International Journal of Humanities and Social Science

ISSN 2220-8488 (Print), 2221-0989 (Online) 10.30845/ijhss

The African American Female Experience as a TANF Recipient in New Jersey
Allison N. Sinanan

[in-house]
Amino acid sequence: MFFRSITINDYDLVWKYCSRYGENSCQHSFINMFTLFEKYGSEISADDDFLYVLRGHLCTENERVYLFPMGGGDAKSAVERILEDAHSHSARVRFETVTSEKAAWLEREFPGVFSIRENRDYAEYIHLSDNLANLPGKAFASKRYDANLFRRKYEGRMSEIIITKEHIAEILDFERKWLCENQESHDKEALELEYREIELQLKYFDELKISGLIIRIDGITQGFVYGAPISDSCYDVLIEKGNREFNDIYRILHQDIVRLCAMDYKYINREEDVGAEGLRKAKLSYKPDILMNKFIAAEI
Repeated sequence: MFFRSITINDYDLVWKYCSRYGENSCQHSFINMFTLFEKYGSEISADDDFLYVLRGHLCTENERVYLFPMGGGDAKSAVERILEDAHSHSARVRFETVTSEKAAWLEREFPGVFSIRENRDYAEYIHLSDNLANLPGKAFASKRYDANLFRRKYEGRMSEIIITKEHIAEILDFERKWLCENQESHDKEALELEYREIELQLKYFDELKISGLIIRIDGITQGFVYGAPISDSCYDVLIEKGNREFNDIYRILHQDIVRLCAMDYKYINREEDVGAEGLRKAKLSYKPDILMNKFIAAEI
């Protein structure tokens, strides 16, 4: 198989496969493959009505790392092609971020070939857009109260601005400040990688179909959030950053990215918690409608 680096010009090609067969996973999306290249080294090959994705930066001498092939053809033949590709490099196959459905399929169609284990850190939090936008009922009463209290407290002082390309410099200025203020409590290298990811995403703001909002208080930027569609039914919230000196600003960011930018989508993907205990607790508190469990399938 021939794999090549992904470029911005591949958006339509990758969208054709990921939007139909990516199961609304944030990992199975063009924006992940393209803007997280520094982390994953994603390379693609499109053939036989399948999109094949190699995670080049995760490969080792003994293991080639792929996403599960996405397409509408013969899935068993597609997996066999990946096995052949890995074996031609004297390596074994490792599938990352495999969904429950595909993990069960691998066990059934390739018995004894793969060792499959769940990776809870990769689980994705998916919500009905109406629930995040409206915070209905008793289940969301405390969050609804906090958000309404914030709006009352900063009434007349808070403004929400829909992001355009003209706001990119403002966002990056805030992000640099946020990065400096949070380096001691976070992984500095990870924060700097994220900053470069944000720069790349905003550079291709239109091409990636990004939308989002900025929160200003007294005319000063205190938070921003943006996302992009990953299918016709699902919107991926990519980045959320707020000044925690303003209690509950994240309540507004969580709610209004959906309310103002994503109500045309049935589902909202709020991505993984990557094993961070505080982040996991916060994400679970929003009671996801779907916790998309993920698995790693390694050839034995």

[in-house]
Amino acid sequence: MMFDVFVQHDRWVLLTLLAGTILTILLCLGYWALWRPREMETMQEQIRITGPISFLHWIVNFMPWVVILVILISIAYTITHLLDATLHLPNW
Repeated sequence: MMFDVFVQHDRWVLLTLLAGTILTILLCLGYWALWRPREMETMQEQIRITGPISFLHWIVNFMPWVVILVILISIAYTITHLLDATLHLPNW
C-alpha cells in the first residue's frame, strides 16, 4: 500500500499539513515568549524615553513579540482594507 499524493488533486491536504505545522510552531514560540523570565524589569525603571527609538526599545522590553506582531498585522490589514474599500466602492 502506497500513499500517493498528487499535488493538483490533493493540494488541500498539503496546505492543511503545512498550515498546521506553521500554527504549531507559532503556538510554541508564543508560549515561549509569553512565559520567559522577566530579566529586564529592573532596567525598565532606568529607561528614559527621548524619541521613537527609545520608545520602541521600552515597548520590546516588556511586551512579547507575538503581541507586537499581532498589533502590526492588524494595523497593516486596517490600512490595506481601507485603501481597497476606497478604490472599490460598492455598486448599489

This study examined the possible differences that African American females experience on Temporary Assistance to Needy Families (TANF) in southern New Jersey based on a chart review of 168 welfare cases. A focus on race is essential to understanding how welfare reform affects the attainment of economic self-reliance among African American women. Prior research illustrates that African American women are disproportionately represented in welfare caseloads and confront more challenges in transitioning off of welfare toward a position of economic self-reliance (Browne and Kennelly, 1999; Burnham, 2002, 2005). Findings from this study indicate that African American women spent an average of seven more months on TANF than White women but were not more likely to pass the five year limit when compared to White women receiving TANF benefits. African American women also participated on average in five more work activities than their White counterparts.

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